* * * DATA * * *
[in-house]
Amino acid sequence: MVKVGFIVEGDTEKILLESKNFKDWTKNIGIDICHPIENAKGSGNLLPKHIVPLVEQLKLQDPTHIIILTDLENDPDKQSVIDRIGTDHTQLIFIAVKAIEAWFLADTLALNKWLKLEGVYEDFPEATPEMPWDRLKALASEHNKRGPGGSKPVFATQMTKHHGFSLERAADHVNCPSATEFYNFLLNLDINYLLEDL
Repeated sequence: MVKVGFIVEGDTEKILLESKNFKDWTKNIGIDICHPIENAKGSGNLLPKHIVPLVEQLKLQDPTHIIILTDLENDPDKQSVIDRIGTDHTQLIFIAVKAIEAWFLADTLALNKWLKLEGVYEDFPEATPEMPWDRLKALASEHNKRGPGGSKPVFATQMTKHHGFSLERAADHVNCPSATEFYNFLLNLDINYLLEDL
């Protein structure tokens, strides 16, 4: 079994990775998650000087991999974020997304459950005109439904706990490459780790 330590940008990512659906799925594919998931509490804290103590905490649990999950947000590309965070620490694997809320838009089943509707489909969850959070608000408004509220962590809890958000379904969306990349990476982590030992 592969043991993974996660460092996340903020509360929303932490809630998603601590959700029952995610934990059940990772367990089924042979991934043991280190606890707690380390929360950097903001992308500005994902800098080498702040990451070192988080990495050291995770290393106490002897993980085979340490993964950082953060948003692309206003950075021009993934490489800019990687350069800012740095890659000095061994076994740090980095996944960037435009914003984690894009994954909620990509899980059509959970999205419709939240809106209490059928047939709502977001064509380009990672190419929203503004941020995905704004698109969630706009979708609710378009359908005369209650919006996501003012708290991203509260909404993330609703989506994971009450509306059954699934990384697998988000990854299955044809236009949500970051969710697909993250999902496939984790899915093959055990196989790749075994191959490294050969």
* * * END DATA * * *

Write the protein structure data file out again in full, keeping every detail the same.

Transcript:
[in-house]
Amino acid sequence: MVKVGFIVEGDTEKILLESKNFKDWTKNIGIDICHPIENAKGSGNLLPKHIVPLVEQLKLQDPTHIIILTDLENDPDKQSVIDRIGTDHTQLIFIAVKAIEAWFLADTLALNKWLKLEGVYEDFPEATPEMPWDRLKALASEHNKRGPGGSKPVFATQMTKHHGFSLERAADHVNCPSATEFYNFLLNLDINYLLEDL
Repeated sequence: MVKVGFIVEGDTEKILLESKNFKDWTKNIGIDICHPIENAKGSGNLLPKHIVPLVEQLKLQDPTHIIILTDLENDPDKQSVIDRIGTDHTQLIFIAVKAIEAWFLADTLALNKWLKLEGVYEDFPEATPEMPWDRLKALASEHNKRGPGGSKPVFATQMTKHHGFSLERAADHVNCPSATEFYNFLLNLDINYLLEDL
């Protein structure tokens, strides 16, 4: 079994990775998650000087991999974020997304459950005109439904706990490459780790 330590940008990512659906799925594919998931509490804290103590905490649990999950947000590309965070620490694997809320838009089943509707489909969850959070608000408004509220962590809890958000379904969306990349990476982590030992 592969043991993974996660460092996340903020509360929303932490809630998603601590959700029952995610934990059940990772367990089924042979991934043991280190606890707690380390929360950097903001992308500005994902800098080498702040990451070192988080990495050291995770290393106490002897993980085979340490993964950082953060948003692309206003950075021009993934490489800019990687350069800012740095890659000095061994076994740090980095996944960037435009914003984690894009994954909620990509899980059509959970999205419709939240809106209490059928047939709502977001064509380009990672190419929203503004941020995905704004698109969630706009979708609710378009359908005369209650919006996501003012708290991203509260909404993330609703989506994971009450509306059954699934990384697998988000990854299955044809236009949500970051969710697909993250999902496939984790899915093959055990196989790749075994191959490294050969």